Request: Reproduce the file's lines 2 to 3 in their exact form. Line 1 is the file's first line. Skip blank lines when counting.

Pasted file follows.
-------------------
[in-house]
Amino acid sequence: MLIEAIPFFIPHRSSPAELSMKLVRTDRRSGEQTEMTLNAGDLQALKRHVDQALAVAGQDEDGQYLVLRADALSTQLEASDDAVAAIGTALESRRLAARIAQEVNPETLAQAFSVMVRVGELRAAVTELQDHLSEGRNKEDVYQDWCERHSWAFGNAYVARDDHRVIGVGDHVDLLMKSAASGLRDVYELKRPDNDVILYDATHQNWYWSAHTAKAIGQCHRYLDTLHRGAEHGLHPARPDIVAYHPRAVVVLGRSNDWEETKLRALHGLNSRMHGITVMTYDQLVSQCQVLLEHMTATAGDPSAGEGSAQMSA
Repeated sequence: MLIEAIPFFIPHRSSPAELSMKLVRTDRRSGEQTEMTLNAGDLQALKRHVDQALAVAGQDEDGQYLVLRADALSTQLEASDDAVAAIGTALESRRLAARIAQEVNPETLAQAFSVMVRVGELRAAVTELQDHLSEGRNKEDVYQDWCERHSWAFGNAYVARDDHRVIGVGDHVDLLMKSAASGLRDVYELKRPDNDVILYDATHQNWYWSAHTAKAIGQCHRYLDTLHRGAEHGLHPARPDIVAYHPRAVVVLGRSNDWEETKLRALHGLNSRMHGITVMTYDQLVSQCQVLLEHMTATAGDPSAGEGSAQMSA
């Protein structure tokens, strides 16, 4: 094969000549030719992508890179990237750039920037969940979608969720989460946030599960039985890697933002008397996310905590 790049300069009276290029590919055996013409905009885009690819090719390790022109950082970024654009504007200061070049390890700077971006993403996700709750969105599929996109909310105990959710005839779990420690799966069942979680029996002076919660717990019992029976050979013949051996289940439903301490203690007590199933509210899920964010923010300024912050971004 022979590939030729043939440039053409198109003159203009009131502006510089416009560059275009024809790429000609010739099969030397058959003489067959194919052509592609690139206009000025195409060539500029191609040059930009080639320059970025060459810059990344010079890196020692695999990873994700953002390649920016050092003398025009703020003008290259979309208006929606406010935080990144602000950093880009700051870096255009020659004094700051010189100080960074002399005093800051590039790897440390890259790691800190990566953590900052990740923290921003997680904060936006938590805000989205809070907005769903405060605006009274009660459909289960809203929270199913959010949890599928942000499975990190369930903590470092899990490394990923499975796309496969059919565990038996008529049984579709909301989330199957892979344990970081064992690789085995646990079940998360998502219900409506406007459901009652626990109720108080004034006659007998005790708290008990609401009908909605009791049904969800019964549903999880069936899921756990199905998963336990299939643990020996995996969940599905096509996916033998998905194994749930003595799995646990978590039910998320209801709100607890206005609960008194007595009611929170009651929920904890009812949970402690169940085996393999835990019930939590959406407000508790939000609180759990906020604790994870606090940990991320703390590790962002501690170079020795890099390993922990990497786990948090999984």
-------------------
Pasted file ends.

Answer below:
Amino acid sequence: MLIEAIPFFIPHRSSPAELSMKLVRTDRRSGEQTEMTLNAGDLQALKRHVDQALAVAGQDEDGQYLVLRADALSTQLEASDDAVAAIGTALESRRLAARIAQEVNPETLAQAFSVMVRVGELRAAVTELQDHLSEGRNKEDVYQDWCERHSWAFGNAYVARDDHRVIGVGDHVDLLMKSAASGLRDVYELKRPDNDVILYDATHQNWYWSAHTAKAIGQCHRYLDTLHRGAEHGLHPARPDIVAYHPRAVVVLGRSNDWEETKLRALHGLNSRMHGITVMTYDQLVSQCQVLLEHMTATAGDPSAGEGSAQMSA
Repeated sequence: MLIEAIPFFIPHRSSPAELSMKLVRTDRRSGEQTEMTLNAGDLQALKRHVDQALAVAGQDEDGQYLVLRADALSTQLEASDDAVAAIGTALESRRLAARIAQEVNPETLAQAFSVMVRVGELRAAVTELQDHLSEGRNKEDVYQDWCERHSWAFGNAYVARDDHRVIGVGDHVDLLMKSAASGLRDVYELKRPDNDVILYDATHQNWYWSAHTAKAIGQCHRYLDTLHRGAEHGLHPARPDIVAYHPRAVVVLGRSNDWEETKLRALHGLNSRMHGITVMTYDQLVSQCQVLLEHMTATAGDPSAGEGSAQMSA